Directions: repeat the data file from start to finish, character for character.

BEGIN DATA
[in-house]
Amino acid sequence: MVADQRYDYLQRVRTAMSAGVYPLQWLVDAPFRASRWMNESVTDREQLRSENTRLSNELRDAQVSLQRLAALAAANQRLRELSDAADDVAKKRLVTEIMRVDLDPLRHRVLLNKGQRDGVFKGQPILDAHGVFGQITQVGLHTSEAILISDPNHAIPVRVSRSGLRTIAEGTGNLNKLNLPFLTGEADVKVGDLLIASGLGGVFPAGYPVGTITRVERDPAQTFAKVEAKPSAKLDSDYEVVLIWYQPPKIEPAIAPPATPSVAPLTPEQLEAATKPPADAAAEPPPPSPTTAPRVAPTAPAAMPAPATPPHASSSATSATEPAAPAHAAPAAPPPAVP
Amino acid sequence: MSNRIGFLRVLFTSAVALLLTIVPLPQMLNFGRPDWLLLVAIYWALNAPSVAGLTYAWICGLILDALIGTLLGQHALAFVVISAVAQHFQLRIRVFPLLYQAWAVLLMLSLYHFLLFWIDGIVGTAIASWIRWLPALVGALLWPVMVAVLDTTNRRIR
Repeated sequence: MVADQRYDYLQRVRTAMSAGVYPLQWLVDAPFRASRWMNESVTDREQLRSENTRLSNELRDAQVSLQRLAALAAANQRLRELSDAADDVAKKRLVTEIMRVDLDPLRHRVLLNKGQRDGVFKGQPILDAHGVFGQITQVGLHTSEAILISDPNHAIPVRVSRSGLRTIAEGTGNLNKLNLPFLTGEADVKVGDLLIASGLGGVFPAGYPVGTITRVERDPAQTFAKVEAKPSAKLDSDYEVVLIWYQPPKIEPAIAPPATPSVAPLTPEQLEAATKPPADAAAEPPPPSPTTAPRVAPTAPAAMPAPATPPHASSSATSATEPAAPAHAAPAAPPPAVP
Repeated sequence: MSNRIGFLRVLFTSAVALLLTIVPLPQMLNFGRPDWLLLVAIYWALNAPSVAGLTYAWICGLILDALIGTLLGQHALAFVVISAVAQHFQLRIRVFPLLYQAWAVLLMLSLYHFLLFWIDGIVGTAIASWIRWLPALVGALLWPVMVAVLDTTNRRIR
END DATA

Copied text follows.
[in-house]
Amino acid sequence: MVADQRYDYLQRVRTAMSAGVYPLQWLVDAPFRASRWMNESVTDREQLRSENTRLSNELRDAQVSLQRLAALAAANQRLRELSDAADDVAKKRLVTEIMRVDLDPLRHRVLLNKGQRDGVFKGQPILDAHGVFGQITQVGLHTSEAILISDPNHAIPVRVSRSGLRTIAEGTGNLNKLNLPFLTGEADVKVGDLLIASGLGGVFPAGYPVGTITRVERDPAQTFAKVEAKPSAKLDSDYEVVLIWYQPPKIEPAIAPPATPSVAPLTPEQLEAATKPPADAAAEPPPPSPTTAPRVAPTAPAAMPAPATPPHASSSATSATEPAAPAHAAPAAPPPAVP
Amino acid sequence: MSNRIGFLRVLFTSAVALLLTIVPLPQMLNFGRPDWLLLVAIYWALNAPSVAGLTYAWICGLILDALIGTLLGQHALAFVVISAVAQHFQLRIRVFPLLYQAWAVLLMLSLYHFLLFWIDGIVGTAIASWIRWLPALVGALLWPVMVAVLDTTNRRIR
Repeated sequence: MVADQRYDYLQRVRTAMSAGVYPLQWLVDAPFRASRWMNESVTDREQLRSENTRLSNELRDAQVSLQRLAALAAANQRLRELSDAADDVAKKRLVTEIMRVDLDPLRHRVLLNKGQRDGVFKGQPILDAHGVFGQITQVGLHTSEAILISDPNHAIPVRVSRSGLRTIAEGTGNLNKLNLPFLTGEADVKVGDLLIASGLGGVFPAGYPVGTITRVERDPAQTFAKVEAKPSAKLDSDYEVVLIWYQPPKIEPAIAPPATPSVAPLTPEQLEAATKPPADAAAEPPPPSPTTAPRVAPTAPAAMPAPATPPHASSSATSATEPAAPAHAAPAAPPPAVP
Repeated sequence: MSNRIGFLRVLFTSAVALLLTIVPLPQMLNFGRPDWLLLVAIYWALNAPSVAGLTYAWICGLILDALIGTLLGQHALAFVVISAVAQHFQLRIRVFPLLYQAWAVLLMLSLYHFLLFWIDGIVGTAIASWIRWLPALVGALLWPVMVAVLDTTNRRIR